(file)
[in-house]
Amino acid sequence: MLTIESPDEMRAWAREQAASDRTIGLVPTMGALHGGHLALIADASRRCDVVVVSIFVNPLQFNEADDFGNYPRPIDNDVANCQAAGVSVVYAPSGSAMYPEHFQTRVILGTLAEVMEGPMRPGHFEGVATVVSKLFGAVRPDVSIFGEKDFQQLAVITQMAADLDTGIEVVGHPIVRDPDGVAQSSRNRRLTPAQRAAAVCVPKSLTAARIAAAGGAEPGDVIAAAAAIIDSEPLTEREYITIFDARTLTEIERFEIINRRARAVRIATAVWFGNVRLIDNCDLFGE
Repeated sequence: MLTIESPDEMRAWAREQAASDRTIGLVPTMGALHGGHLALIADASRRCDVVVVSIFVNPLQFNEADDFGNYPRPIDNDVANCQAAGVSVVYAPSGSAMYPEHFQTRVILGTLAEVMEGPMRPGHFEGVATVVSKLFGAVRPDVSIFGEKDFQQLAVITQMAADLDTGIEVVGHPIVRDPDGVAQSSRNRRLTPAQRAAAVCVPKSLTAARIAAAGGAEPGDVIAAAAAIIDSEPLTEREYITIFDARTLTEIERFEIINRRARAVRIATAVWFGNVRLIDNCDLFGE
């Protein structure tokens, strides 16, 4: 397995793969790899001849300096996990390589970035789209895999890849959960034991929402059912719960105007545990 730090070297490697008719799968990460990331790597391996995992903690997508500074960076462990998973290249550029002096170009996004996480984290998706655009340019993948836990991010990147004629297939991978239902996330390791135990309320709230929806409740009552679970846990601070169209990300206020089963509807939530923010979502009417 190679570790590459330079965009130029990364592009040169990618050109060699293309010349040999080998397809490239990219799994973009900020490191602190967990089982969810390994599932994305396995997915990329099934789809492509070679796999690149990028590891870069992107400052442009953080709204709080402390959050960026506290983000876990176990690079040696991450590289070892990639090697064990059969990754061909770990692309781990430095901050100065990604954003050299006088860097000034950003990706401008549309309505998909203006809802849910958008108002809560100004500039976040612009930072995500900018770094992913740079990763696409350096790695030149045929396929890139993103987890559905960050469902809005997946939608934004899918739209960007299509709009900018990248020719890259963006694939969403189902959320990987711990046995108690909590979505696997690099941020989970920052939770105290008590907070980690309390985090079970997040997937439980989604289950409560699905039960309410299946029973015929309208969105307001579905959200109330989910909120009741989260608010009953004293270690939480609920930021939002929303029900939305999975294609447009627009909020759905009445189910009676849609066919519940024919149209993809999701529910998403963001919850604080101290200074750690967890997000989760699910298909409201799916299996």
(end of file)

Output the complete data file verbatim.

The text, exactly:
[in-house]
Amino acid sequence: MLTIESPDEMRAWAREQAASDRTIGLVPTMGALHGGHLALIADASRRCDVVVVSIFVNPLQFNEADDFGNYPRPIDNDVANCQAAGVSVVYAPSGSAMYPEHFQTRVILGTLAEVMEGPMRPGHFEGVATVVSKLFGAVRPDVSIFGEKDFQQLAVITQMAADLDTGIEVVGHPIVRDPDGVAQSSRNRRLTPAQRAAAVCVPKSLTAARIAAAGGAEPGDVIAAAAAIIDSEPLTEREYITIFDARTLTEIERFEIINRRARAVRIATAVWFGNVRLIDNCDLFGE
Repeated sequence: MLTIESPDEMRAWAREQAASDRTIGLVPTMGALHGGHLALIADASRRCDVVVVSIFVNPLQFNEADDFGNYPRPIDNDVANCQAAGVSVVYAPSGSAMYPEHFQTRVILGTLAEVMEGPMRPGHFEGVATVVSKLFGAVRPDVSIFGEKDFQQLAVITQMAADLDTGIEVVGHPIVRDPDGVAQSSRNRRLTPAQRAAAVCVPKSLTAARIAAAGGAEPGDVIAAAAAIIDSEPLTEREYITIFDARTLTEIERFEIINRRARAVRIATAVWFGNVRLIDNCDLFGE
């Protein structure tokens, strides 16, 4: 397995793969790899001849300096996990390589970035789209895999890849959960034991929402059912719960105007545990 730090070297490697008719799968990460990331790597391996995992903690997508500074960076462990998973290249550029002096170009996004996480984290998706655009340019993948836990991010990147004629297939991978239902996330390791135990309320709230929806409740009552679970846990601070169209990300206020089963509807939530923010979502009417 190679570790590459330079965009130029990364592009040169990618050109060699293309010349040999080998397809490239990219799994973009900020490191602190967990089982969810390994599932994305396995997915990329099934789809492509070679796999690149990028590891870069992107400052442009953080709204709080402390959050960026506290983000876990176990690079040696991450590289070892990639090697064990059969990754061909770990692309781990430095901050100065990604954003050299006088860097000034950003990706401008549309309505998909203006809802849910958008108002809560100004500039976040612009930072995500900018770094992913740079990763696409350096790695030149045929396929890139993103987890559905960050469902809005997946939608934004899918739209960007299509709009900018990248020719890259963006694939969403189902959320990987711990046995108690909590979505696997690099941020989970920052939770105290008590907070980690309390985090079970997040997937439980989604289950409560699905039960309410299946029973015929309208969105307001579905959200109330989910909120009741989260608010009953004293270690939480609920930021939002929303029900939305999975294609447009627009909020759905009445189910009676849609066919519940024919149209993809999701529910998403963001919850604080101290200074750690967890997000989760699910298909409201799916299996």